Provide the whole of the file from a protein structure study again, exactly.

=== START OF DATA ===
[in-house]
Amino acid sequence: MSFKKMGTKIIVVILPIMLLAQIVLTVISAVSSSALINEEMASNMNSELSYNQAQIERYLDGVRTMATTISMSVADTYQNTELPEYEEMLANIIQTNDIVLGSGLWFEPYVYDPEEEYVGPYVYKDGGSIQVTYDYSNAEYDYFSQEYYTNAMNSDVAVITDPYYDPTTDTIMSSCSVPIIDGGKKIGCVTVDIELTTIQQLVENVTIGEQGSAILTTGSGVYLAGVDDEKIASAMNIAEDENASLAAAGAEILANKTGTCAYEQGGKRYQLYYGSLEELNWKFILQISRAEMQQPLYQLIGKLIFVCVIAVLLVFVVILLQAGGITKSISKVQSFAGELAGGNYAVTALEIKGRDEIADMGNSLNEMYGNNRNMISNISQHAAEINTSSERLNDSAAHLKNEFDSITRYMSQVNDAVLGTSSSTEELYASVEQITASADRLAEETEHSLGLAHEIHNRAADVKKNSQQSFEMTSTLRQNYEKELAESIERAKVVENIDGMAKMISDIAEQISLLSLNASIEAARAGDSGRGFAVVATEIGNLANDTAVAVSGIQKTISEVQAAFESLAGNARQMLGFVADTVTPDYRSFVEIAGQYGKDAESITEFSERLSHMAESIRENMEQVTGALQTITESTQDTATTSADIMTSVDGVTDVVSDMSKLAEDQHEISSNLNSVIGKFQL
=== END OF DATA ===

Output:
[in-house]
Amino acid sequence: MSFKKMGTKIIVVILPIMLLAQIVLTVISAVSSSALINEEMASNMNSELSYNQAQIERYLDGVRTMATTISMSVADTYQNTELPEYEEMLANIIQTNDIVLGSGLWFEPYVYDPEEEYVGPYVYKDGGSIQVTYDYSNAEYDYFSQEYYTNAMNSDVAVITDPYYDPTTDTIMSSCSVPIIDGGKKIGCVTVDIELTTIQQLVENVTIGEQGSAILTTGSGVYLAGVDDEKIASAMNIAEDENASLAAAGAEILANKTGTCAYEQGGKRYQLYYGSLEELNWKFILQISRAEMQQPLYQLIGKLIFVCVIAVLLVFVVILLQAGGITKSISKVQSFAGELAGGNYAVTALEIKGRDEIADMGNSLNEMYGNNRNMISNISQHAAEINTSSERLNDSAAHLKNEFDSITRYMSQVNDAVLGTSSSTEELYASVEQITASADRLAEETEHSLGLAHEIHNRAADVKKNSQQSFEMTSTLRQNYEKELAESIERAKVVENIDGMAKMISDIAEQISLLSLNASIEAARAGDSGRGFAVVATEIGNLANDTAVAVSGIQKTISEVQAAFESLAGNARQMLGFVADTVTPDYRSFVEIAGQYGKDAESITEFSERLSHMAESIRENMEQVTGALQTITESTQDTATTSADIMTSVDGVTDVVSDMSKLAEDQHEISSNLNSVIGKFQL